Practising – Excellence versus Perfectionism – Part II

…Continued from Part I

When music breaks your heart

But now, I’ve read this book and realise that perhaps I’m not done. Or rather, I realise what it was that I was done with—and what it was was not music.

Concealed in all the careful tutelage of the conservatory system is an almost heartless contempt for the many who can never sustain such standards once they’ve graduated. This system is all about super stars and even more toxically, it’s about perfectionism and conformity. What isn’t destroyed by the conservatory system is put to the torch by the marketplace, which in my case was what I like to call the “Orchestral-Industrial Complex”.

In Kurtz’s Practicing, he once again reflects my journey back to music from the well-intentioned but highly destructive schooling that most musicians undergo. Like mine, his return isn’t a return to the audiences and certainly not the “music industry”, but to the soul of music itself. Practicing is about the musician’s journey back to his first love of music—the quasi-erotic sense of connection that is the essence of music.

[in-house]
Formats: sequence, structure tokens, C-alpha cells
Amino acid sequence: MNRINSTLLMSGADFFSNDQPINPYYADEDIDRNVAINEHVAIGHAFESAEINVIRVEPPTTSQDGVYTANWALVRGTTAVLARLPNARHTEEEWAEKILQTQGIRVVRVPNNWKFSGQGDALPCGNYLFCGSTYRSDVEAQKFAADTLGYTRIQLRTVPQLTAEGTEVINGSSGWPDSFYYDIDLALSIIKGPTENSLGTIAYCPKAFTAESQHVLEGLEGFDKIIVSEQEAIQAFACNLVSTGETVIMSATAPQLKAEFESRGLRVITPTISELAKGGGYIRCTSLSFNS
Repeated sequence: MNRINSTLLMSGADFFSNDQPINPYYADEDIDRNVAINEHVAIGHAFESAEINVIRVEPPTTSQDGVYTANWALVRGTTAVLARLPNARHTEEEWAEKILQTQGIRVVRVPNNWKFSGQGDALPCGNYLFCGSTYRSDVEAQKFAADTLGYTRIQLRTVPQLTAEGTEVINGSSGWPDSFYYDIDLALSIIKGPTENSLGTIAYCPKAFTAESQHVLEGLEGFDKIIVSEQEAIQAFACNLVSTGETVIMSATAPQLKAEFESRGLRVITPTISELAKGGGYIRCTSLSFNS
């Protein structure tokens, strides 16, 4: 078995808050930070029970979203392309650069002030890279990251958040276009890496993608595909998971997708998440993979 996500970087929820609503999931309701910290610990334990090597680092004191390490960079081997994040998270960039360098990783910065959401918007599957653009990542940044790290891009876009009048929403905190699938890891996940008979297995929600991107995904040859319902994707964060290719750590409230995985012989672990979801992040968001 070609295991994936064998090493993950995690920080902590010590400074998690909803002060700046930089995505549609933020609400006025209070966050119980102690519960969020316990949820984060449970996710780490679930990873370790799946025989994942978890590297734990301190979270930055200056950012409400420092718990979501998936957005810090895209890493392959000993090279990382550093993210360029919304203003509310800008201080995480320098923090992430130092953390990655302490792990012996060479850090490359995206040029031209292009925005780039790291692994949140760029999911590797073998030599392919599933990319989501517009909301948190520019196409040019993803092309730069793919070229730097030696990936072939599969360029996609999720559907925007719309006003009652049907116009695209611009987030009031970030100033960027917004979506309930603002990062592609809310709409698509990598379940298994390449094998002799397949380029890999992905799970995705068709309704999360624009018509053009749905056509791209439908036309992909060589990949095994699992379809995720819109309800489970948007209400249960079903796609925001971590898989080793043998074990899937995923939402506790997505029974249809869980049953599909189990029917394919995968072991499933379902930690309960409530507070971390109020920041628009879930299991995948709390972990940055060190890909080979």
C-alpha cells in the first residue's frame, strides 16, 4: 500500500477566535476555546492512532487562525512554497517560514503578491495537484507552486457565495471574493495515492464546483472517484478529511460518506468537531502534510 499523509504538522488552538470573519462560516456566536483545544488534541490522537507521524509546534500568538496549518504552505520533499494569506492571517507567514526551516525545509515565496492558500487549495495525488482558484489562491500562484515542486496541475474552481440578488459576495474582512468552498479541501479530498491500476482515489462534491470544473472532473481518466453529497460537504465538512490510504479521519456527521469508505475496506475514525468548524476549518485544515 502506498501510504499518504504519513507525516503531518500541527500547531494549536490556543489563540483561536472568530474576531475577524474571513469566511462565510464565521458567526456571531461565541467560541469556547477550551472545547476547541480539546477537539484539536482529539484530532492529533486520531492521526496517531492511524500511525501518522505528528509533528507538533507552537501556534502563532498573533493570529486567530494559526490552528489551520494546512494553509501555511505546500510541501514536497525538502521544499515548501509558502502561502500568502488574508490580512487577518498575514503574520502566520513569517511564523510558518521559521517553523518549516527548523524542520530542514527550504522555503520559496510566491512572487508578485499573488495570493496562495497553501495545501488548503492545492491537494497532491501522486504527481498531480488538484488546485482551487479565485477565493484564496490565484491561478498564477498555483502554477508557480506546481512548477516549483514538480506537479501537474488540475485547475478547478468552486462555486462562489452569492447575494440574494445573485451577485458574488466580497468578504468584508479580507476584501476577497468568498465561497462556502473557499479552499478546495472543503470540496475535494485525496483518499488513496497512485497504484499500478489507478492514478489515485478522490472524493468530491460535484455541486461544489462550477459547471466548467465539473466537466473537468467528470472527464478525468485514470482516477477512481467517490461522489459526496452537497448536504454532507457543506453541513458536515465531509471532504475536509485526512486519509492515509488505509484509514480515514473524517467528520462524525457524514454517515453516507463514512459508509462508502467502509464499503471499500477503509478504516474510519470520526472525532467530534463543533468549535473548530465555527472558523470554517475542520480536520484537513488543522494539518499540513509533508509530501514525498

As I play the theme of ‘Weeping Willow’ one last time, all my fantasies of success and all the flaws in my character rise again to the surface, my ambition and despair, concentrated in my fingertips. Each impulse, each need and doubt, clamours for expression, a little tyrant demanding its own way. And with each note these urgent demands collide with the limitations of my hands, my instrument, and my imagination. It is the same thing every day, the same as it always was. Yet everything has changed.

Practicing reminds me of other times when I reconnected with that original love of music. Several years ago, I spent the summer playing only the recorder. The recorder has a primordial charm about it—it was the first instrument I played and the instrument on which I learn to read music. It’s also the instrument on which I first learned about Renaissance and other ancient music, and that’s what I spent the summer playing.

For a time, my road back to the clarinet only consisted of music that made me feel good. Instead of great works from the clarinet repertoire or, God forbid, scales, I play Danny Boy. 


More recently, a fusion has taken place as I have learned Danny Boy in all twelve major keys. Playing music and practising music are intimately connected.

Continued…